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How Mac Miller’s passing helps remember the blog era of hip-hop

On September 7th, 2018 the unexpected happened.

Tweets, Instagram posts, trending hashtags and eventually official reports, circulated the interwebs all baring bad news, all hailing R.I.P. and in loving memory.

Malcolm James McCormick, known professionally as Mac Miller, was announced dead.

 

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RIP to another young legend @macmiller 💔😢 #412 #pittsburgh

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The internet is no stranger to celebrity deaths. Just this year we’ve lost rapper Xxxtentacion and queen of soul Aretha Franklin — both highly regarded by their fanbases and both sorely missed — but somehow Mac’s passing struck a much different chord in a variety of people.

Unlike Aretha who was 76 and X who was 20 and still very much a newcomer in the music industry, Mac Miller represented an age group that grew up with the internet. The majority of his fans aren’t retired or under the legal age to drink, they’re the young adults with 9-5’s and recent grads figuring out life.

With almost a decade of work in the business, yet only 26 at his untimely passing, for millennials, it felt like one of their own was lost; and in a lot of ways, it was. He was the musician next door; the rapper that everyone liked; the kid who actually matured with time.

And now he’s gone.

Among the farewells, goodbyes, and vigils, one silver lining from Miller’s death has been the blog era nostalgia that’s resulted from it.

You see, when Mac Miller started taking rap seriously back in 2007, what he didn’t know was that he was embarking on a period in music where hip-hop was still getting acclimated with the digital takeover.

Between 2005-2010, writers, hip-hop heads, and aspiring talent all came together to monetize the new frontier of the digital world.

After the introduction of MP3’s, traditional consumption of music became nearly impossible and although Napster would tumble, regulation was a task too big. People were already used to getting their music for free and as a result, everyone from A&Rs and journalists to DJs and legacy publications took a hit.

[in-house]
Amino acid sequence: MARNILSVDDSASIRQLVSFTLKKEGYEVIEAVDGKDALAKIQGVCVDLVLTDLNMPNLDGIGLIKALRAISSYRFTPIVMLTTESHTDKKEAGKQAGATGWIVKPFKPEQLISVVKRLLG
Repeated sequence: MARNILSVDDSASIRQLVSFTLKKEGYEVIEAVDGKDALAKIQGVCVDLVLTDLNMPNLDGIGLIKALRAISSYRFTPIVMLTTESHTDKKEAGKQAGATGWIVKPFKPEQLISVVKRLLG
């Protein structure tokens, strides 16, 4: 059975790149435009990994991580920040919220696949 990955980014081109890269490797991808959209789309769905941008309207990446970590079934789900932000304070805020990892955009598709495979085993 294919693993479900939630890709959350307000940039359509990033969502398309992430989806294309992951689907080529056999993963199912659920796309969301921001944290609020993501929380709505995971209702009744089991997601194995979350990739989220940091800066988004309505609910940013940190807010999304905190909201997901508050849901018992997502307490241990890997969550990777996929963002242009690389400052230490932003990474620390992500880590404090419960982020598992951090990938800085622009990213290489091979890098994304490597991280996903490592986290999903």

https://twitter.com/MaloneJustin/status/1038207207018569728

Blogs, and I mean a ton of ’em, started popping up out of nowhere to post the hottest mixtapes, singles, and remixes.

We’re talking DatPiff,¬†2Dope,¬†Nahright,¬†OnSmash,¬†DJBooth,¬†The Smoking Section, and¬†Buck Marley XXX,¬†Kevin Nottingham, Sermon’s Domain, Potholes In My Blog, TSS, and WatchLOUD,¬†and countless others for a moment in time had hip-hop in a chokehold, cultivating not only Mac but a lot of your favs.

https://twitter.com/DavidDTSS/status/1038576759044812800

Thanks to Limewire, Mediafire, Megaupload, and Hulkshare, masses listened to and determined what was hot or not. And for upcoming artist, instead of waiting for the radio, Myspace and hip-hop blogs provided a platform to bypass the gatekeepers and upload music directly outside of the major label system.

Artist from Charles Halmiton to The Cool Kids and Kid Cudi were given chances labels maybe may not have taken previously and it was because of high school kids who would unearth, discover and promote them on the blogs.

This was the era of Zshare pop-up ads and DatPiff download limits, mixtape premiers, and blogs hostings. It was a special time because it felt like the music belonged to the people, and Mac Miller was an integral part of that.

Eventually, illegal downloads would stop.

In the late 2000’s, copyright laws started getting enforced and mp3 links were put to an end. The RIAA made it their job to halt illegal mp3s and rap blogs were especially affected.

Then on Thanksgiving day in 2010, a precedent was set that would be the turning point of the blog era as we knew it: the U.S. Immigration and Customs Enforcement (ICE) seized the OnSmash.com domain.

The backpack-rap scene fueled by rap nerds and hip-hop purist no longer existed but, almost acting as¬†it’s replacement, streaming stepped into its place.

With the arrival of social media, SoundCloud, Spotify, Apple Music, and others, in the blink of an eye, not only were artist bypassing the gatekeepers and giving their art directly to fans but, for the first time, they were profiting off of it, too.

Although the blog era had ended, its impact on the culture and the state of hip-hop had already been permanently stamped.¬†Mac Miller’s passing made the evident.

There aren’t words that will ever be able to encapsulate Mac Miller and what his legacy means. From his first tape to his last performance, the memories and smiles he’s left have more value than any Grammy or dollar amount could ever attest.

But me personally? I’ll always thank him for his role in the blog era.